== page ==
Though her days of seriously kitschy vamping are seemingly behind her, ace bassist Mary Huff was still resplendent in her trademarked bouffant wig and leggings. The band was in exceptional spirits overall, with Mary even once calling out for requests before Rick wrangled the show back from her with a specific (brand new!) song in mind, plus a quip about how she sometimes messes with his guitar rig mid-show (she nodded devilishly/enthusiastically). Despite having a ton of DNA in common, this year’s crowd blew the prior’s (which I’m not sure even sold out) away completely, clapping and singing along with little, if any, prompting necessary. In contrast to career retrospectives that skim the highlights, this S.C.O.T.S. show was pretty much all highlights, from the time-tested street racing of “Shotgun” to the laid back Sunday drive of “Voodoo Cadillac”, to the delirious scream along of “Soul City”, to the all-purpose audience participation of “Banana Puddin’”. Audience participation is always a watchword at a Southern Culture show, as the slinky, go-go dancing “Camel Walk” – during which I caught an Oatmeal Pie from a pretty girl on stage – segued into the aforementioned “Eight Piece Box” – the girls were, by this point, throwing chicken shreds overhand and putting torque enough on some to rival a minor league relief pitcher…I caught an almost fully intact breast between the numbers – into the supercharged, inspirational rave-up “Daddy was a Preacher, but Mama was a Go-Go Girl”. There were very few glaring omissions, and even several surprises, such as the first performance of “40 Miles to Vegas” I’d witnessed in some time and the first performance of “Strangest Ways”*** I’d witnessed EVER. For a deep cut-loving uber-fan, it was heaven.
***That’s the song S.C.O.T.S. performed during the beach party sequence in 1997’s horror hit “I Know What You Did Last Summer”. I couldn’t believe they finally dusted it off after approaching two decades. Live it’s a somewhat different animal – messier, less precise – but still fantastic.
I’m never quite myself at a Southern Culture on the Skids concert, it seems, although it’s perhaps just as reasonable to say that that giant goof, the one right down front, five feet or fewer from stage, mouthing every word and singing selected lyrics with utter abandon, swaying and bouncing and air drumming in (let’s face it) perfect rhythm and time, while doing all sorts of unnatural things with and to his neck…maybe THAT’S the real guy. That one over there, who is far quieter and thoughtful while still being quite geeky, the one who goes to beer tastings and writes a blog, could be he’s actually the imposter, because the former is who he really wants to be, music coursing through his veins like the lifeblood it, frankly, is, and just inhaling life in that very specific, utterly spectacular, moment. That’s how I want/try to be in relation to all the music I love. Some shows it’s easier than at others. Last week it was thrash metal. This week it was surf-a-billy. Next week it’ll be experimental alt-metal. I simply can’t not be this way. It is a fundamental part of who I am. I made eye contact with Rick and Mary several times throughout the show and we hurled lyrics at one another gleefully. Southern Culture never makes its shows less than a pleasure.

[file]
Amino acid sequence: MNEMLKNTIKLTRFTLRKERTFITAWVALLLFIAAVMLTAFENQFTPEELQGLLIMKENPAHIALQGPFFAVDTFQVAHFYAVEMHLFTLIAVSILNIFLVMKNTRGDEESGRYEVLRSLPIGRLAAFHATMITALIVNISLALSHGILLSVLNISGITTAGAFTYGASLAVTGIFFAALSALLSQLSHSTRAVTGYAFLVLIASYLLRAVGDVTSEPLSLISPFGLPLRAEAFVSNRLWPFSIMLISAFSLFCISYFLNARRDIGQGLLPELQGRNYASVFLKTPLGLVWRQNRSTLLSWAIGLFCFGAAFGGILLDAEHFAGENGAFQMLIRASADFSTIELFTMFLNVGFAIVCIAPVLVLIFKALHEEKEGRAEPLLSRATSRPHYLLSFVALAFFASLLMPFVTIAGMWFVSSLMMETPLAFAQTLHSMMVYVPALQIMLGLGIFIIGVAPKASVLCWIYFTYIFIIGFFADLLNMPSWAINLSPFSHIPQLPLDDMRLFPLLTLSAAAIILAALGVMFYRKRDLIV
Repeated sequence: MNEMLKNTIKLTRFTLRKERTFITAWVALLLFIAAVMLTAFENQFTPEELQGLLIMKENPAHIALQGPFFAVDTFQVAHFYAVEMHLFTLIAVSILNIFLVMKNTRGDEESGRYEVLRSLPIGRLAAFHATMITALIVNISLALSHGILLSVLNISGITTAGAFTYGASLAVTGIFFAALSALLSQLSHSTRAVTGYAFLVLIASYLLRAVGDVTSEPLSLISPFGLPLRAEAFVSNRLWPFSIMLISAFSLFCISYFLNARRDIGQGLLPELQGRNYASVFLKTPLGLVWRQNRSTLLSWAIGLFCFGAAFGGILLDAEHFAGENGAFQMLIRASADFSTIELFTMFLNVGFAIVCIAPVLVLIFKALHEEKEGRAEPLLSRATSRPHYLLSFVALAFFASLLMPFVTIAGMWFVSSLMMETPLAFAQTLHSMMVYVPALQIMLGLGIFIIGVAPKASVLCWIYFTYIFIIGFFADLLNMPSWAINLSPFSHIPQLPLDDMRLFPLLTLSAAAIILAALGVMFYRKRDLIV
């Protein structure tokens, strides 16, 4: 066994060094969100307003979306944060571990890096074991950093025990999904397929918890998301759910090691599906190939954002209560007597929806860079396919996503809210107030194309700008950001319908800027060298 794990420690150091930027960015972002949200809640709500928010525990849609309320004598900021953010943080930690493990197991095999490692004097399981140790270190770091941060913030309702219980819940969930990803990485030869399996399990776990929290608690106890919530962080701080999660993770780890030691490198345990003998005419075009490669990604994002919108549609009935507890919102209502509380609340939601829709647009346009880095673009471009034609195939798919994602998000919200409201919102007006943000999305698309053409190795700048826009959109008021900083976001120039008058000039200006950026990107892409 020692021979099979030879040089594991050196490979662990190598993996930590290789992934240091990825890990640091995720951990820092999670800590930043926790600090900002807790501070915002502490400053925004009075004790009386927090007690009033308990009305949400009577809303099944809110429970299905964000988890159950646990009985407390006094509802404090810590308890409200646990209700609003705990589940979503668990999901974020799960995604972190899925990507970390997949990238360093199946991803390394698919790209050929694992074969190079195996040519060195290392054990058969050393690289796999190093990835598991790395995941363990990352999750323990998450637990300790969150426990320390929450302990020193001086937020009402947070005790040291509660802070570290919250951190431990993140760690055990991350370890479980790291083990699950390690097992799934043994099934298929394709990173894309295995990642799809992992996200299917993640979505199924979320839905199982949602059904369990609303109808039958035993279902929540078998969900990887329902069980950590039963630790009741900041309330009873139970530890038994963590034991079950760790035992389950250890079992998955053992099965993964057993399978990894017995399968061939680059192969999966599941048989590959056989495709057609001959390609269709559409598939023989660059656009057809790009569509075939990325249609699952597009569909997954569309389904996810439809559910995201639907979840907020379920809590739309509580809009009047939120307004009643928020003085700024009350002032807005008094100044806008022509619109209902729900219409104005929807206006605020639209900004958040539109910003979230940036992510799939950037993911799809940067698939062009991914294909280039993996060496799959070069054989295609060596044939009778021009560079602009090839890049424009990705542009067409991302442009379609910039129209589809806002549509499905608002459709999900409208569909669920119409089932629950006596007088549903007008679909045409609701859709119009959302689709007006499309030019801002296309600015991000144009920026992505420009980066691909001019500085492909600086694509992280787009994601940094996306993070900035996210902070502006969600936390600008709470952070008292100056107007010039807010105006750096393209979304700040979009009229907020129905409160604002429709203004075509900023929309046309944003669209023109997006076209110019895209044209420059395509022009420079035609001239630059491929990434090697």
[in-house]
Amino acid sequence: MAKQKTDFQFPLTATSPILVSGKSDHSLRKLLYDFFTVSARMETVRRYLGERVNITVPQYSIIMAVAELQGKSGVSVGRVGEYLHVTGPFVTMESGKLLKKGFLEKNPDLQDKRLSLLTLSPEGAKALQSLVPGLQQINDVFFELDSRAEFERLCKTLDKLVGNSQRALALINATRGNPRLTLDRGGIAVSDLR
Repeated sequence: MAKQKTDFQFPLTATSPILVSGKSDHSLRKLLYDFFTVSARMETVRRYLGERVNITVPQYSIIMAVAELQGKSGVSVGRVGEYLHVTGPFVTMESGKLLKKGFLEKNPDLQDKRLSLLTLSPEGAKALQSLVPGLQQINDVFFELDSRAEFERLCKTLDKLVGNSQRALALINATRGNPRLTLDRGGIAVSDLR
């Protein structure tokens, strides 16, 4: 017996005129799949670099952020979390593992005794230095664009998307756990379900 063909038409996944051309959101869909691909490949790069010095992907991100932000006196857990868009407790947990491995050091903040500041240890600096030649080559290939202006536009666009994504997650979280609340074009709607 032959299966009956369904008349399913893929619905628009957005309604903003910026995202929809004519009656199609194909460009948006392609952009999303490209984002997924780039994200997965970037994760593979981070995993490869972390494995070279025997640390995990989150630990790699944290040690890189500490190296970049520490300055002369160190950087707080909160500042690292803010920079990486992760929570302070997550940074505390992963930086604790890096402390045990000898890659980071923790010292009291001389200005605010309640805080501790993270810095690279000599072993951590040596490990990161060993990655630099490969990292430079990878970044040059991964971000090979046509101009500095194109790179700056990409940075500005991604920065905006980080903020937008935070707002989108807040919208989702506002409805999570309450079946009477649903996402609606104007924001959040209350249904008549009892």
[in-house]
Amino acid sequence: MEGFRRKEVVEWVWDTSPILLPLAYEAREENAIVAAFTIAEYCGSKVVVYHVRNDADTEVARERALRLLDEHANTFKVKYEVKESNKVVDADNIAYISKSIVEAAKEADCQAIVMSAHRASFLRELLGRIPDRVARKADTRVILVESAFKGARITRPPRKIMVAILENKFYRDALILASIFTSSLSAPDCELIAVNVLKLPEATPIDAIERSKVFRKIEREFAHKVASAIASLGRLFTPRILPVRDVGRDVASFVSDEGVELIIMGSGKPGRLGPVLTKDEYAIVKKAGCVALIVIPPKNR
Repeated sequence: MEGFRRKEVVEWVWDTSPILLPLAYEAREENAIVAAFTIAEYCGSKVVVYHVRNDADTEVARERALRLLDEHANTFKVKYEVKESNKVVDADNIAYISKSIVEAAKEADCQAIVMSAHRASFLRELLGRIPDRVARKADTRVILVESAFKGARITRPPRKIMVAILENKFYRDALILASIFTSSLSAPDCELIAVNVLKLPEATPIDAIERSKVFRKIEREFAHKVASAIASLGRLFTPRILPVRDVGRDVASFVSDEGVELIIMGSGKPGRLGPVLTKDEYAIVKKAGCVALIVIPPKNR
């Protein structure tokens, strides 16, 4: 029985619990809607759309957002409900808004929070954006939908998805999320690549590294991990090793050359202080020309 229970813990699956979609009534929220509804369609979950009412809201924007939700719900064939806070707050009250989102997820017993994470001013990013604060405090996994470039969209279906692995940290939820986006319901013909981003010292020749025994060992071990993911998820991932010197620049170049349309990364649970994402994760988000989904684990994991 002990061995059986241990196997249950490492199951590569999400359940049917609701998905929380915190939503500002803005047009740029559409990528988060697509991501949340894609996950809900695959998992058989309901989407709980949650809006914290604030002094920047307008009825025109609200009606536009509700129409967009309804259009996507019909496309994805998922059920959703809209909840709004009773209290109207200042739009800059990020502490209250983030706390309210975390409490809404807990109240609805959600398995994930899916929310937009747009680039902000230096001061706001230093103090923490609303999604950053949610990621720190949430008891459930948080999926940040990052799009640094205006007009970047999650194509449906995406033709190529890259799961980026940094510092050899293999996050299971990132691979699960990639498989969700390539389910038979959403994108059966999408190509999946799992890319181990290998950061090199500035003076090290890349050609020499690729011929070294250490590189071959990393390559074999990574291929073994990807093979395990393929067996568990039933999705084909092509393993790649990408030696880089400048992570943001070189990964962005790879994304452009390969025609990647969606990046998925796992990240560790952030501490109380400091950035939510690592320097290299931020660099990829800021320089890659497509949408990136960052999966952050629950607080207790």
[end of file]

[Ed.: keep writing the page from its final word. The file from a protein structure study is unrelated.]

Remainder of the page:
I set up shop not five feet from the unassuming, unsuspecting Dave Hartman’s utilitarian, stand up drum kit, leaving my concert personality turned up to about 90% throughout, though dutifully trying to refrain from air drumming right in the man’s face, because I can hardly think of anything more disrespectful and potentially distracting. Sometimes, I still couldn’t help myself. The music’s just that wholesome and infectious. At the end of the main set, Dave personally handed me the set of drumstick brushes he’d played with. After the encore, I thanked him for the gesture – and for everything, really – and he spontaneously offered to sign them for me. They’ll go into my cabinet of memorabilia eventually, right alongside the drumstick I snagged from him over a decade ago. Ten years, two entirely different kinds of drumsticks, neatly indicating the passage of time via adjustments made over that span. Both memories from great shows, both battle tested, still playable, and both now mine. I looked over the signatures – black Sharpie against red grip tape – a time or ten last night before settling down to attempt some last minute TV, and everything, the achy neck, the achy feet, the test pattern ringing in my ears, felt absolutely worth it.
As it always is. As I imagine it always will be. As if the receipt of something more tangible than a simple, powerful, wonderful memory was, in itself, necessary to make for a special night. As if.